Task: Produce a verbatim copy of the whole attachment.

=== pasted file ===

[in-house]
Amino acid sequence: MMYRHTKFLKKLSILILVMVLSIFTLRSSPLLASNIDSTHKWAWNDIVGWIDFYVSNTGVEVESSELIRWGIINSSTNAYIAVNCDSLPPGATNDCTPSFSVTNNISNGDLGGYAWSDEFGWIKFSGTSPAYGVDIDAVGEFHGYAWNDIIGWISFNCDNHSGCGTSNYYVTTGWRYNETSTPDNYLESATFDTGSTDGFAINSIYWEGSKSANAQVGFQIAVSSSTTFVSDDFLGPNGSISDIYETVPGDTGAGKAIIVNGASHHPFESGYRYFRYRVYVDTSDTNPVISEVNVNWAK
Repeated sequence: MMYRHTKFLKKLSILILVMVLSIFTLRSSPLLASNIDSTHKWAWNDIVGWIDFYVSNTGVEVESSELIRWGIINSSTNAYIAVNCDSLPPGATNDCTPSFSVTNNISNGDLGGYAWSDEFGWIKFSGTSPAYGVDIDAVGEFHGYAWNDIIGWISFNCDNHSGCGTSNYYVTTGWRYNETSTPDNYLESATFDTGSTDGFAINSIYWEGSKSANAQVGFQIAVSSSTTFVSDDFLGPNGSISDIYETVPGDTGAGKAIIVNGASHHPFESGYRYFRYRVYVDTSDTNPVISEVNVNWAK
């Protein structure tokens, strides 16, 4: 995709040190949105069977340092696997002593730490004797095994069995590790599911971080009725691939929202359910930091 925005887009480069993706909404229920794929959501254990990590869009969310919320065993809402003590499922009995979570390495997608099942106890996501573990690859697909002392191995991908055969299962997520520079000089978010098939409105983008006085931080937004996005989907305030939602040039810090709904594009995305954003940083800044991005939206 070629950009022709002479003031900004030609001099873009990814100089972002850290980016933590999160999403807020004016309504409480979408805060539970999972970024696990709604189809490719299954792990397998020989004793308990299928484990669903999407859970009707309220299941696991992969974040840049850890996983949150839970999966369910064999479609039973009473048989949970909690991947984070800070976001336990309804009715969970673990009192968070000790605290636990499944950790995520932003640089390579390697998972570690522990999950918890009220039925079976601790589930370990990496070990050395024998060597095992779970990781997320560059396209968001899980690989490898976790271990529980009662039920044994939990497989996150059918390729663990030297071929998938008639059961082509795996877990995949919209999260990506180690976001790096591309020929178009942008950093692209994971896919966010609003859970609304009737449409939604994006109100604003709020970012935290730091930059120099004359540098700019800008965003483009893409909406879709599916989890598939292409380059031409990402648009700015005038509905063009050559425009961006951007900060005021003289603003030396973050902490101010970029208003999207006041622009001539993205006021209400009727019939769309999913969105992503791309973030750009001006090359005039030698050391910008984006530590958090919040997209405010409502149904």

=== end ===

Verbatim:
[in-house]
Amino acid sequence: MMYRHTKFLKKLSILILVMVLSIFTLRSSPLLASNIDSTHKWAWNDIVGWIDFYVSNTGVEVESSELIRWGIINSSTNAYIAVNCDSLPPGATNDCTPSFSVTNNISNGDLGGYAWSDEFGWIKFSGTSPAYGVDIDAVGEFHGYAWNDIIGWISFNCDNHSGCGTSNYYVTTGWRYNETSTPDNYLESATFDTGSTDGFAINSIYWEGSKSANAQVGFQIAVSSSTTFVSDDFLGPNGSISDIYETVPGDTGAGKAIIVNGASHHPFESGYRYFRYRVYVDTSDTNPVISEVNVNWAK
Repeated sequence: MMYRHTKFLKKLSILILVMVLSIFTLRSSPLLASNIDSTHKWAWNDIVGWIDFYVSNTGVEVESSELIRWGIINSSTNAYIAVNCDSLPPGATNDCTPSFSVTNNISNGDLGGYAWSDEFGWIKFSGTSPAYGVDIDAVGEFHGYAWNDIIGWISFNCDNHSGCGTSNYYVTTGWRYNETSTPDNYLESATFDTGSTDGFAINSIYWEGSKSANAQVGFQIAVSSSTTFVSDDFLGPNGSISDIYETVPGDTGAGKAIIVNGASHHPFESGYRYFRYRVYVDTSDTNPVISEVNVNWAK
């Protein structure tokens, strides 16, 4: 995709040190949105069977340092696997002593730490004797095994069995590790599911971080009725691939929202359910930091 925005887009480069993706909404229920794929959501254990990590869009969310919320065993809402003590499922009995979570390495997608099942106890996501573990690859697909002392191995991908055969299962997520520079000089978010098939409105983008006085931080937004996005989907305030939602040039810090709904594009995305954003940083800044991005939206 070629950009022709002479003031900004030609001099873009990814100089972002850290980016933590999160999403807020004016309504409480979408805060539970999972970024696990709604189809490719299954792990397998020989004793308990299928484990669903999407859970009707309220299941696991992969974040840049850890996983949150839970999966369910064999479609039973009473048989949970909690991947984070800070976001336990309804009715969970673990009192968070000790605290636990499944950790995520932003640089390579390697998972570690522990999950918890009220039925079976601790589930370990990496070990050395024998060597095992779970990781997320560059396209968001899980690989490898976790271990529980009662039920044994939990497989996150059918390729663990030297071929998938008639059961082509795996877990995949919209999260990506180690976001790096591309020929178009942008950093692209994971896919966010609003859970609304009737449409939604994006109100604003709020970012935290730091930059120099004359540098700019800008965003483009893409909406879709599916989890598939292409380059031409990402648009700015005038509905063009050559425009961006951007900060005021003289603003030396973050902490101010970029208003999207006041622009001539993205006021209400009727019939769309999913969105992503791309973030750009001006090359005039030698050391910008984006530590958090919040997209405010409502149904």